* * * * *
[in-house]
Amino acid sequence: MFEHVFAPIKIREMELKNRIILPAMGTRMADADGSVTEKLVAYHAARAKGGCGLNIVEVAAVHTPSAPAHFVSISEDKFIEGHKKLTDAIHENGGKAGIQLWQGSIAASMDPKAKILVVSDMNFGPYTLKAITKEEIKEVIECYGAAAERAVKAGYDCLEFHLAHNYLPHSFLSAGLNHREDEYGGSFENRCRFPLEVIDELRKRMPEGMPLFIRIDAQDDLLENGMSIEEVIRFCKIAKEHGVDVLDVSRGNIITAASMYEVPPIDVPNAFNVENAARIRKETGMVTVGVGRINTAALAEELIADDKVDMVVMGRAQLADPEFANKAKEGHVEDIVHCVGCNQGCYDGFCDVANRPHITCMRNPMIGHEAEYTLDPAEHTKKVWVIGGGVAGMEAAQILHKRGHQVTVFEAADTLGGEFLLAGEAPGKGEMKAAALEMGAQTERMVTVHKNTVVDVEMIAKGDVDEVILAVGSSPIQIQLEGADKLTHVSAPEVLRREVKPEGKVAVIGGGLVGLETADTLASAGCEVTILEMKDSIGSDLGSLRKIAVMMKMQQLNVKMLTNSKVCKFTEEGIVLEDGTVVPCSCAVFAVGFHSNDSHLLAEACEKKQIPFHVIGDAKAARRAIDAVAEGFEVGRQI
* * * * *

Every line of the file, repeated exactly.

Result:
[in-house]
Amino acid sequence: MFEHVFAPIKIREMELKNRIILPAMGTRMADADGSVTEKLVAYHAARAKGGCGLNIVEVAAVHTPSAPAHFVSISEDKFIEGHKKLTDAIHENGGKAGIQLWQGSIAASMDPKAKILVVSDMNFGPYTLKAITKEEIKEVIECYGAAAERAVKAGYDCLEFHLAHNYLPHSFLSAGLNHREDEYGGSFENRCRFPLEVIDELRKRMPEGMPLFIRIDAQDDLLENGMSIEEVIRFCKIAKEHGVDVLDVSRGNIITAASMYEVPPIDVPNAFNVENAARIRKETGMVTVGVGRINTAALAEELIADDKVDMVVMGRAQLADPEFANKAKEGHVEDIVHCVGCNQGCYDGFCDVANRPHITCMRNPMIGHEAEYTLDPAEHTKKVWVIGGGVAGMEAAQILHKRGHQVTVFEAADTLGGEFLLAGEAPGKGEMKAAALEMGAQTERMVTVHKNTVVDVEMIAKGDVDEVILAVGSSPIQIQLEGADKLTHVSAPEVLRREVKPEGKVAVIGGGLVGLETADTLASAGCEVTILEMKDSIGSDLGSLRKIAVMMKMQQLNVKMLTNSKVCKFTEEGIVLEDGTVVPCSCAVFAVGFHSNDSHLLAEACEKKQIPFHVIGDAKAARRAIDAVAEGFEVGRQI